Flushing out the Oxford comma to clear the NHS backlog

In early September this year, the new UK Prime Mister, Liz Truss (remember her?) appointed Conservative MP Thérèse Coffey as Secretary of State for Health and Social Care. Soon after, the press reported that Thérèse Coffey had sent staff in her new departmental fiefdom a strict manual on writing. I haven’t seen the writing manual…… Continue reading Flushing out the Oxford comma to clear the NHS backlog

Time to stop talking about the time

The conjunction while can have 2 meanings: a temporal meaning, introducing a subordinate clause that refers to an action occurring at the same time as an action described by the main clause: They whistled while they worked.a concessive meaning, as a synonym for although: While they aren’t perfect, they are good enough. Avoid while for…… Continue reading Time to stop talking about the time

There could potentially be too many modals here

People often write or say ‘could potentially’ when just ‘could’ by itself is enough. For example, some people say ‘it could potentially rain’, instead of saying ‘it could rain’. Both these both modal expressions—the modal verb ‘can’ and the modal adverb ‘potentially’—express uncertainty. If we use one of them, the other is redundant. In this…… Continue reading There could potentially be too many modals here

Contronyms

I recently came across a word that was new to me: contronym. A contronym is a word that is its own opposite. An often-given example is sanction. Sanctioning an action can mean either penalising it or permitting it. Some other examples are: WordOne meaningAnother meaningcleave clingsplitclipattachcut offdustremove dustadd a layer of dustapologystatement of regret for an…… Continue reading Contronyms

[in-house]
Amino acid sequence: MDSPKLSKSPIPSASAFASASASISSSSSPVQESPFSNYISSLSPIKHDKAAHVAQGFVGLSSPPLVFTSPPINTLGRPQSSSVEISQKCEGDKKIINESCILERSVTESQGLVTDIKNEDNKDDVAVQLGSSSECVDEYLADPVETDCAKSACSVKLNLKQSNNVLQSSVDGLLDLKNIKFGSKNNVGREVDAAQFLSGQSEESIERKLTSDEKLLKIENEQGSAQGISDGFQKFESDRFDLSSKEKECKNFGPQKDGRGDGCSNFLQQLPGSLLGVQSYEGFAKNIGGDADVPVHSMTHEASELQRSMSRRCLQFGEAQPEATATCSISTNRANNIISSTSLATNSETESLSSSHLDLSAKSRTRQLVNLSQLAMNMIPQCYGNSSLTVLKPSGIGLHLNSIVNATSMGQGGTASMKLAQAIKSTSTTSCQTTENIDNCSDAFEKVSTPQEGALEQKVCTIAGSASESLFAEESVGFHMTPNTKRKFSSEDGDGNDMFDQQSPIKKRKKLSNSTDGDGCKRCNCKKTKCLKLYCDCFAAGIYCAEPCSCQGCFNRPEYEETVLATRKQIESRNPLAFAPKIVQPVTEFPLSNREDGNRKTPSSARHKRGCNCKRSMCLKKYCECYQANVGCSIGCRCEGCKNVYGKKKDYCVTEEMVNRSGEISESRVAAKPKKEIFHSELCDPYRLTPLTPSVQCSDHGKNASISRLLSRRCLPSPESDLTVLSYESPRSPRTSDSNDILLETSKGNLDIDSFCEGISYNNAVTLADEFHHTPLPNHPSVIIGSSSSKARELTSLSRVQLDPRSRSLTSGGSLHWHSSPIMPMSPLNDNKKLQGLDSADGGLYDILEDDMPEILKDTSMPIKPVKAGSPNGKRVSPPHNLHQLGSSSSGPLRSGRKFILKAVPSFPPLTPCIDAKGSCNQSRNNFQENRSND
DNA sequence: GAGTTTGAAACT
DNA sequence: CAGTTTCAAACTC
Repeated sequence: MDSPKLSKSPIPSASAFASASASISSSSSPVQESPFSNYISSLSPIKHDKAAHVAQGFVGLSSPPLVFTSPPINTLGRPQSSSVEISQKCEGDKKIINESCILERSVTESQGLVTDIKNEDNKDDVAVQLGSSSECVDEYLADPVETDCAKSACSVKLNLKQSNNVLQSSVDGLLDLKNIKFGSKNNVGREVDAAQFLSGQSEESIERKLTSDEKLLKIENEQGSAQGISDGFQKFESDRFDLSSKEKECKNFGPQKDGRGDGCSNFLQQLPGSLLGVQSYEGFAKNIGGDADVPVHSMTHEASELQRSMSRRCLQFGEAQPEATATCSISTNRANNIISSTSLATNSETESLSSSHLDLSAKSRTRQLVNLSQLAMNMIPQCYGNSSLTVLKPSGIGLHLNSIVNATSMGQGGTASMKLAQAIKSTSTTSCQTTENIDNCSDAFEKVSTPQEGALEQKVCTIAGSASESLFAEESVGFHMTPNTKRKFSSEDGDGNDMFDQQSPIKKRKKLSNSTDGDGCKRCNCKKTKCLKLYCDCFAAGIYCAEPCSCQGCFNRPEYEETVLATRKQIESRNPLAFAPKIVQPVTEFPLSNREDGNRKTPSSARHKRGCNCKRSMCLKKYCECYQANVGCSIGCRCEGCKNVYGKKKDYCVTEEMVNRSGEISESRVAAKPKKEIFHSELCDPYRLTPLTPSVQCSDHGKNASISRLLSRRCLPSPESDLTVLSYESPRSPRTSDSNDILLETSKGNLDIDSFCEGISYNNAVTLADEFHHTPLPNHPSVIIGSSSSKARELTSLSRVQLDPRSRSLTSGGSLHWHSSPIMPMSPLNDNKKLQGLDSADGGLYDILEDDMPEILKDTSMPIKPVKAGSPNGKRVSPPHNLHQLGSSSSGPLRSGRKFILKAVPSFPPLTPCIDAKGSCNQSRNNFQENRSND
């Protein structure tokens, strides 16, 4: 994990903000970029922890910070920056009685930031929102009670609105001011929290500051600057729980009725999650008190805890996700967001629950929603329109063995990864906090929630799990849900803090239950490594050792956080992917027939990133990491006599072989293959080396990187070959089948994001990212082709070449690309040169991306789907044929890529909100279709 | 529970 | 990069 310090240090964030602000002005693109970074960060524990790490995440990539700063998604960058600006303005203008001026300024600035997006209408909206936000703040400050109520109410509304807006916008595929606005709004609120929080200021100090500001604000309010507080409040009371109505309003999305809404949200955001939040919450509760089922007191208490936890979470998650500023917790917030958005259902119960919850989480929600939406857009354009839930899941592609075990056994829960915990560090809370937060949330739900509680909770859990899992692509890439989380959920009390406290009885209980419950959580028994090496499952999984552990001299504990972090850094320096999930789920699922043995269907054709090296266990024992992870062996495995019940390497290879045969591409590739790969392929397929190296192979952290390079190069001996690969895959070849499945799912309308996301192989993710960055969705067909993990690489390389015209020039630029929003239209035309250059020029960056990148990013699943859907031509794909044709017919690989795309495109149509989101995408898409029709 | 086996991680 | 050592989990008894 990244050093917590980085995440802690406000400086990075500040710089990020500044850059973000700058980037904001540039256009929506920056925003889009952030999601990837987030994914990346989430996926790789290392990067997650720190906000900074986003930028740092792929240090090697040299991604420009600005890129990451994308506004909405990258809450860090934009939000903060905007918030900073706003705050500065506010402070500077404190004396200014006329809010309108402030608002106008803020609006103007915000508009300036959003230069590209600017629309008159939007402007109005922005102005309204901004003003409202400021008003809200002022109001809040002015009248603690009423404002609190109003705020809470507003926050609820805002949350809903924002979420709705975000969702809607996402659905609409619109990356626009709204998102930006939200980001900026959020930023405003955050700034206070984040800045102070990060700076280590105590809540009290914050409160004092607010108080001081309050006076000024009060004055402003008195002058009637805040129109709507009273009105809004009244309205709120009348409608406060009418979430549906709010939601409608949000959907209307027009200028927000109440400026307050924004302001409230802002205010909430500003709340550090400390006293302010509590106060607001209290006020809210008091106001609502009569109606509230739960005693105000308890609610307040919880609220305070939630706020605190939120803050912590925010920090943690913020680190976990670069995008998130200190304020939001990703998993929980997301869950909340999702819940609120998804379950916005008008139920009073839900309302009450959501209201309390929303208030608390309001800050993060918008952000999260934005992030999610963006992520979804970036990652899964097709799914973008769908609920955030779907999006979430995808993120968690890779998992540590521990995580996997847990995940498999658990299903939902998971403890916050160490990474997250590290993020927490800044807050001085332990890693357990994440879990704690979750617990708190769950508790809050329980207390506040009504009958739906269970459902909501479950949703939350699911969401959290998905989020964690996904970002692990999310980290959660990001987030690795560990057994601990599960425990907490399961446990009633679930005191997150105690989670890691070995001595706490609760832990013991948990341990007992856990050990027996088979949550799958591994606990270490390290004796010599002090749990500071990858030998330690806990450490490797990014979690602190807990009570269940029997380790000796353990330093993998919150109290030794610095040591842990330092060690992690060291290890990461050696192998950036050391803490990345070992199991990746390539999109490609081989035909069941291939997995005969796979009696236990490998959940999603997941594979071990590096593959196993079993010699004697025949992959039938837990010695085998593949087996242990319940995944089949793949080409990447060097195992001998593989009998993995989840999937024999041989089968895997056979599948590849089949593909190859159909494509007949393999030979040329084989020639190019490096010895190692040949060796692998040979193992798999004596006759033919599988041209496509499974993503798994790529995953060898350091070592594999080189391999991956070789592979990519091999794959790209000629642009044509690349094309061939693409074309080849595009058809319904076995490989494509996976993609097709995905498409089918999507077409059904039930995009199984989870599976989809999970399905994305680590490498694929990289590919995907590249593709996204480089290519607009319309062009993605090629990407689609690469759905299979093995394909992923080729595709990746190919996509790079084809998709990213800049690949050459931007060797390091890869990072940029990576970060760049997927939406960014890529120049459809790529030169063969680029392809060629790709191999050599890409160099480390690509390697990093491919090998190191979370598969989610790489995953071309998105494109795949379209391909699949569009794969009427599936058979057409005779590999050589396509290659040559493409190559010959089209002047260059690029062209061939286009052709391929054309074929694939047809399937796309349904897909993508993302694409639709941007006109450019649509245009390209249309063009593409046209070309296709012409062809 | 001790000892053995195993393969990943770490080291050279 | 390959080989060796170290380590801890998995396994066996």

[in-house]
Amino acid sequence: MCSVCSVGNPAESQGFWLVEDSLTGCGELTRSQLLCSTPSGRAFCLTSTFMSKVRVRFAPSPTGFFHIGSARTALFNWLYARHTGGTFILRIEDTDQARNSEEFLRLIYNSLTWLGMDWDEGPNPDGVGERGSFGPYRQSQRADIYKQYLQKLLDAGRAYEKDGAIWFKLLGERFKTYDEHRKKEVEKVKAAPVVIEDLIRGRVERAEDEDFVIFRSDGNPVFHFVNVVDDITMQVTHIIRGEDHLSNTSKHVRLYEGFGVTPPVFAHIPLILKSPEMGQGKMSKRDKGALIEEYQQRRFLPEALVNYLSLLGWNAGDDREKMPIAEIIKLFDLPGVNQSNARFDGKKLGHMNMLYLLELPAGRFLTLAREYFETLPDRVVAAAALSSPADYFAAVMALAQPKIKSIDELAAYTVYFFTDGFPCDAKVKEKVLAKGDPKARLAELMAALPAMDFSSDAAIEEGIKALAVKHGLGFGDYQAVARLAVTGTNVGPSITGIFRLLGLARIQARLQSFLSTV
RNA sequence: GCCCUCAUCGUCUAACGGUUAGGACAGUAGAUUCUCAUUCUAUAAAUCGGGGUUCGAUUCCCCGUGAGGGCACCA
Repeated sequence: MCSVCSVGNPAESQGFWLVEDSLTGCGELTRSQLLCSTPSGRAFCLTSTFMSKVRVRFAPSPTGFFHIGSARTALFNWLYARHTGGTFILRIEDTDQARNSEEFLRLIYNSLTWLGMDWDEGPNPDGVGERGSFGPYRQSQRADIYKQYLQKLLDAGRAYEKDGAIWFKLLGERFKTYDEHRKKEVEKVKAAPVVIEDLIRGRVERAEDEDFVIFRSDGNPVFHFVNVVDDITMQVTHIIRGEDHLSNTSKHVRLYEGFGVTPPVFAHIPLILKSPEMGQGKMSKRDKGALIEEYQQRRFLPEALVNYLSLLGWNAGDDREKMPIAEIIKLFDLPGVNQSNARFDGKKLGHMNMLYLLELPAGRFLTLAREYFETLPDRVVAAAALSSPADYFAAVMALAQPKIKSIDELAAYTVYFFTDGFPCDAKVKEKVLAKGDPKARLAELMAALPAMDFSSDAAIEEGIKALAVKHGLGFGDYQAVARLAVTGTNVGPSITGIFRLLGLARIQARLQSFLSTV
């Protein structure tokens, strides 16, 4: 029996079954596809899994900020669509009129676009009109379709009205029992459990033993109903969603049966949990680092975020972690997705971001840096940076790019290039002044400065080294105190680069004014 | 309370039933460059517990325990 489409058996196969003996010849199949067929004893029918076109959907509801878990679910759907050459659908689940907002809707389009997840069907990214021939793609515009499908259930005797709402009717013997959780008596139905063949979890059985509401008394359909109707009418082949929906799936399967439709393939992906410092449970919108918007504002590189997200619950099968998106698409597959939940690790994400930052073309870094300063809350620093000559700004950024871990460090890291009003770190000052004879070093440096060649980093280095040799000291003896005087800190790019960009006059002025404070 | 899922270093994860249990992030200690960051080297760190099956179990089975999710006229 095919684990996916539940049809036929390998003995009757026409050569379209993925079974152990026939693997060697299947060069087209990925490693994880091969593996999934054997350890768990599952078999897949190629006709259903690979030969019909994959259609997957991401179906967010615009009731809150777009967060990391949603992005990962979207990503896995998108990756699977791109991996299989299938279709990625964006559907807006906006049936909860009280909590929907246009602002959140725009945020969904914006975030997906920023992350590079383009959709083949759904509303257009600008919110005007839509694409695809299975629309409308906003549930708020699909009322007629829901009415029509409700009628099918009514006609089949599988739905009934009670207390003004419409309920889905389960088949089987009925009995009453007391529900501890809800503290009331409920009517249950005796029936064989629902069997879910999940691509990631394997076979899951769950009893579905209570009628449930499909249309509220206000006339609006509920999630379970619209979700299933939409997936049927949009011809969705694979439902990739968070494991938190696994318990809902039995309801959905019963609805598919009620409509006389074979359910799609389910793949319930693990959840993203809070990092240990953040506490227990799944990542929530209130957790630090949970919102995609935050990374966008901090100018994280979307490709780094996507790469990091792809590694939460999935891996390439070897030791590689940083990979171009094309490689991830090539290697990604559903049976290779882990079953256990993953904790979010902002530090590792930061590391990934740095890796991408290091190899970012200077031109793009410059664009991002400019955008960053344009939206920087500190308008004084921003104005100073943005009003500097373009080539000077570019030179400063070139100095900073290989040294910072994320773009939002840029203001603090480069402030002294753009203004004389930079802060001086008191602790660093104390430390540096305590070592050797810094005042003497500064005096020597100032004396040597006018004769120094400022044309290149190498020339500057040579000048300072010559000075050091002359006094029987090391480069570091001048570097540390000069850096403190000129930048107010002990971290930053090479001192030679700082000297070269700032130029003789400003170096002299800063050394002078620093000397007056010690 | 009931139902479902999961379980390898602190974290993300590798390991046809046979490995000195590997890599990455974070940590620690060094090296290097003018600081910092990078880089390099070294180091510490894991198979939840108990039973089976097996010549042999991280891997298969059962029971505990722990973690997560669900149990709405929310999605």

Addicted to ‘right node raising’

In this post, I look at a construction that I often saw in drafts of documents I was reviewing. Although the construction is grammatical and concise, readers find it difficult to process. I explain what this construction is and why it is difficult. I also summarise a published review of some of the vast linguistics…… Continue reading Addicted to ‘right node raising’

Don’t put one relative clause inside another

Readers and listeners can find it very difficult to process sentences that embed one clause in the middle of a 2nd clause and then embed that 2nd clause in the middle of a 3rd clause. In this post, I review an example that embeds one relative clause inside another. Sentence with no embedding Let’s start…… Continue reading Don’t put one relative clause inside another

Think what you’re dealing with

Think what you’re dealing with. The majesty and grandeur of the English language, it’s the greatest possession we have.Professor Henry Higgins, in Pygmalion by George Bernard Shaw I came across this quote in the Claire Foges article I discussed in Different accent or bad diction? – Language Miscellany The quoted passage contains an interesting example…… Continue reading Think what you’re dealing with

Saying how likely something is

IFRS standards use too many different terms to describe how likely it is that an event will occur. That is a clear conclusion of KASB Research Report No. 39 / AASB Research Report No. 2 Accounting Judgements on Terms of Likelihood in IFRS: Korea and Australia, issued in 2016 by the Korea Accounting Standards Board…… Continue reading Saying how likely something is

When is a continuous race not continuous?

The Catford Hill Climb is ‘the oldest continuously run bike race in the world’. This statement appeared recently in the Saturday Quiz in The Times. The adverbs continuously and continually are often confused, as are their related adjectives (continuous and continual). This confusion is often the subject of comment in style guides.   Background The…… Continue reading When is a continuous race not continuous?